Tag Archives: morals

Of Seneca’s Writings

When my son asked me to find and record something by the philospher Lucius Annaeus Seneca, I found his extant writings to be too interesting and specific to record just one; but this introductory article gave me a satisfying overview of his popular quotes from his books that are lost.

I had great fun untangling translator’s Sir Roger L’Estrange’s convoluted language, the way that I learned to with Shakespeare and poetry. I recorded his article true to his wording, and hoped that my phrasing illuminated the meaning for you. Let me know?

I was amused by the list of criticisms against Seneca, including his “tinkling” sentences; but even his critics commended him for his moralizing.

My favorite quick quotes from this article:
“They worship the images of the God…and yet…they have no regard at all to the workman that made it.”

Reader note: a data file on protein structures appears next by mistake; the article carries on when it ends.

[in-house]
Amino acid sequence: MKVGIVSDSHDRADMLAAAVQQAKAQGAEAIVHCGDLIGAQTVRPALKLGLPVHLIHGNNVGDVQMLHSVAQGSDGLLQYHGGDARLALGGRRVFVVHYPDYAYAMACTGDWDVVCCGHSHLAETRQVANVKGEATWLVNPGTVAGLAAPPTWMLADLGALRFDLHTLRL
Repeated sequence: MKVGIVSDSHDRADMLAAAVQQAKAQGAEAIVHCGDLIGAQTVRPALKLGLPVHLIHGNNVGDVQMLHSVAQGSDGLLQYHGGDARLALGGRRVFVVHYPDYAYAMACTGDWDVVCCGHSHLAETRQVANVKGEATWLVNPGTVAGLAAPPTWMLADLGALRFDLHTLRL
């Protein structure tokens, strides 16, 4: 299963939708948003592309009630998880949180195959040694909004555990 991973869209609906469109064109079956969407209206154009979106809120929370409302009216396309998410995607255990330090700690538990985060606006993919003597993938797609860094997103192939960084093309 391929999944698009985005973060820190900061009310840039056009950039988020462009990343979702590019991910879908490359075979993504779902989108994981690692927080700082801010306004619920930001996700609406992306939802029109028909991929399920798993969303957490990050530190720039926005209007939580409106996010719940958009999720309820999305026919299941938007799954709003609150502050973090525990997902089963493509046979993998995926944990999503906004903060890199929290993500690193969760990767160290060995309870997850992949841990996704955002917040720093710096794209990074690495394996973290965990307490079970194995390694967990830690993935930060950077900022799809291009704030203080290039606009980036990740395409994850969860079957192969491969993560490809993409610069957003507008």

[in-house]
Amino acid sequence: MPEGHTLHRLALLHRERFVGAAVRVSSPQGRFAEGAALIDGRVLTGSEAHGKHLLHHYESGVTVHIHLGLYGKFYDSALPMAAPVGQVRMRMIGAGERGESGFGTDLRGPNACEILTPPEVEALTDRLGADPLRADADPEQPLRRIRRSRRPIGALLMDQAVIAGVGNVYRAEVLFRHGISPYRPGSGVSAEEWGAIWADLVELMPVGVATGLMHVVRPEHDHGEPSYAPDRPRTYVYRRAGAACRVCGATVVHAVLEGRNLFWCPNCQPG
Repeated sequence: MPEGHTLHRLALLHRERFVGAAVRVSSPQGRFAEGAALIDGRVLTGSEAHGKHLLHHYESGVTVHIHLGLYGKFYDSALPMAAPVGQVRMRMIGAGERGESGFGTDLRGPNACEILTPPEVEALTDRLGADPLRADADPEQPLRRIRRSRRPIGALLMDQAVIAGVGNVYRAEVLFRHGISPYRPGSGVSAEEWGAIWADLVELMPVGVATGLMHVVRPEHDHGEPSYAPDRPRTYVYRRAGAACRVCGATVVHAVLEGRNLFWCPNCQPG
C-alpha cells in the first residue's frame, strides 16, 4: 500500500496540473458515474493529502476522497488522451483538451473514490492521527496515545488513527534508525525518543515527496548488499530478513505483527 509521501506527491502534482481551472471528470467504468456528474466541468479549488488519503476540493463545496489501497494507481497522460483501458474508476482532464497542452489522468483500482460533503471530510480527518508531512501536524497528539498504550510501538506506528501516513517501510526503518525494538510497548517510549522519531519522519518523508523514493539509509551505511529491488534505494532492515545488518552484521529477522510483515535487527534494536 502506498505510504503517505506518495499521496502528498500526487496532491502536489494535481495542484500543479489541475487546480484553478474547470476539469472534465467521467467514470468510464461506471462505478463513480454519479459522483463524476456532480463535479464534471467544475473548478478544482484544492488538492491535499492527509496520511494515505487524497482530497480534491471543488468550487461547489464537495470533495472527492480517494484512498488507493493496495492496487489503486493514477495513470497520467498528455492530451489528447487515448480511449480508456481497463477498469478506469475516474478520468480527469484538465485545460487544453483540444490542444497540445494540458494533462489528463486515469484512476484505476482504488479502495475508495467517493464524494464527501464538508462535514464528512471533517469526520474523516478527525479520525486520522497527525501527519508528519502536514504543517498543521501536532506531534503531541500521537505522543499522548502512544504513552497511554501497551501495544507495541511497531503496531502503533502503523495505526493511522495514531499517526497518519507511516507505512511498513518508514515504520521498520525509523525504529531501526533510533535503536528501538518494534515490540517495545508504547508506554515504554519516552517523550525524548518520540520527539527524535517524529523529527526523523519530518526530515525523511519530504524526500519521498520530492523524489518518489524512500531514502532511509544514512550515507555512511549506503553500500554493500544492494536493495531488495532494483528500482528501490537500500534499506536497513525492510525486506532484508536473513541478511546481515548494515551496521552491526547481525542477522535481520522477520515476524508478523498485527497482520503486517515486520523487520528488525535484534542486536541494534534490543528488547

“Philosophers… make me think of gallipots in an apothecary’s shop, that have remedies without and poison within.”
“There is no escaping from our keeper…There is no dividing us from ourselves…He that has a conscience gives evidence against himself.”
“Once in a year people may be allowed to be mad.”

The author of this article was the translator for the book titled, “Seneca’s Morals of a Happy Life, Benefits, Anger and Clemency”. This article was included in that book. You can listen to the article as part of a short nonfiction collection at LibriVox or find the entire book at Gutenberg.

The cover image, text, and recording are in the Public Domain.